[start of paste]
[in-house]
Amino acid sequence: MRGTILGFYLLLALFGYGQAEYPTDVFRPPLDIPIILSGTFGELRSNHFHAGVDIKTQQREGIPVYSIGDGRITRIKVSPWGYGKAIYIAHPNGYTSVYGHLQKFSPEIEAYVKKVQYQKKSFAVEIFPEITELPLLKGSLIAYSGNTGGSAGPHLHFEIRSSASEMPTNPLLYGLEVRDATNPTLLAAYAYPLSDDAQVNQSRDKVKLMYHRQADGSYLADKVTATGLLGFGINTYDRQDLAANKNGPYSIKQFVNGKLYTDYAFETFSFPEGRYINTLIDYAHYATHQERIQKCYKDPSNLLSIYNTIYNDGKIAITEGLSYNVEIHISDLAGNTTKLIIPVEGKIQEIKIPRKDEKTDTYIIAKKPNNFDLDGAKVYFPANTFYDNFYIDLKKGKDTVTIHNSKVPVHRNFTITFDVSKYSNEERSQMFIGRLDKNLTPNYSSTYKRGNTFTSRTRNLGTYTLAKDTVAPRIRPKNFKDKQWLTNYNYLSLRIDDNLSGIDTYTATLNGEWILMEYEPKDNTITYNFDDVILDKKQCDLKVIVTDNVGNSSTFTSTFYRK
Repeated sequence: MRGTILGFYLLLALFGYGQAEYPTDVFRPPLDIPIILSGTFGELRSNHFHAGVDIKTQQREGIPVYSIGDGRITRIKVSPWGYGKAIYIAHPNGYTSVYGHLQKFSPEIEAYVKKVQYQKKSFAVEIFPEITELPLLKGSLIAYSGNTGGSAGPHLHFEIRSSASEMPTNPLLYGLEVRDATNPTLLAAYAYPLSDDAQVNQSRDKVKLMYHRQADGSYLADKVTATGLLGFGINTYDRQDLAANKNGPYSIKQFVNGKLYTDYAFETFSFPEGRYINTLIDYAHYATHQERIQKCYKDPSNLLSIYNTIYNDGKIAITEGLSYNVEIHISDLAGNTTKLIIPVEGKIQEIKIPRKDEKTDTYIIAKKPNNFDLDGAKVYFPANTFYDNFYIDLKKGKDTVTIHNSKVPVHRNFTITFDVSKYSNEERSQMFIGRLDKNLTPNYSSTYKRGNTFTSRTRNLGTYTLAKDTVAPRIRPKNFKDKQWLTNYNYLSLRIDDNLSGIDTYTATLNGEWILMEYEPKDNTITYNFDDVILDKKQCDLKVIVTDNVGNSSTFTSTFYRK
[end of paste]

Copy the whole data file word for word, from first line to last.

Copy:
[in-house]
Amino acid sequence: MRGTILGFYLLLALFGYGQAEYPTDVFRPPLDIPIILSGTFGELRSNHFHAGVDIKTQQREGIPVYSIGDGRITRIKVSPWGYGKAIYIAHPNGYTSVYGHLQKFSPEIEAYVKKVQYQKKSFAVEIFPEITELPLLKGSLIAYSGNTGGSAGPHLHFEIRSSASEMPTNPLLYGLEVRDATNPTLLAAYAYPLSDDAQVNQSRDKVKLMYHRQADGSYLADKVTATGLLGFGINTYDRQDLAANKNGPYSIKQFVNGKLYTDYAFETFSFPEGRYINTLIDYAHYATHQERIQKCYKDPSNLLSIYNTIYNDGKIAITEGLSYNVEIHISDLAGNTTKLIIPVEGKIQEIKIPRKDEKTDTYIIAKKPNNFDLDGAKVYFPANTFYDNFYIDLKKGKDTVTIHNSKVPVHRNFTITFDVSKYSNEERSQMFIGRLDKNLTPNYSSTYKRGNTFTSRTRNLGTYTLAKDTVAPRIRPKNFKDKQWLTNYNYLSLRIDDNLSGIDTYTATLNGEWILMEYEPKDNTITYNFDDVILDKKQCDLKVIVTDNVGNSSTFTSTFYRK
Repeated sequence: MRGTILGFYLLLALFGYGQAEYPTDVFRPPLDIPIILSGTFGELRSNHFHAGVDIKTQQREGIPVYSIGDGRITRIKVSPWGYGKAIYIAHPNGYTSVYGHLQKFSPEIEAYVKKVQYQKKSFAVEIFPEITELPLLKGSLIAYSGNTGGSAGPHLHFEIRSSASEMPTNPLLYGLEVRDATNPTLLAAYAYPLSDDAQVNQSRDKVKLMYHRQADGSYLADKVTATGLLGFGINTYDRQDLAANKNGPYSIKQFVNGKLYTDYAFETFSFPEGRYINTLIDYAHYATHQERIQKCYKDPSNLLSIYNTIYNDGKIAITEGLSYNVEIHISDLAGNTTKLIIPVEGKIQEIKIPRKDEKTDTYIIAKKPNNFDLDGAKVYFPANTFYDNFYIDLKKGKDTVTIHNSKVPVHRNFTITFDVSKYSNEERSQMFIGRLDKNLTPNYSSTYKRGNTFTSRTRNLGTYTLAKDTVAPRIRPKNFKDKQWLTNYNYLSLRIDDNLSGIDTYTATLNGEWILMEYEPKDNTITYNFDDVILDKKQCDLKVIVTDNVGNSSTFTSTFYRK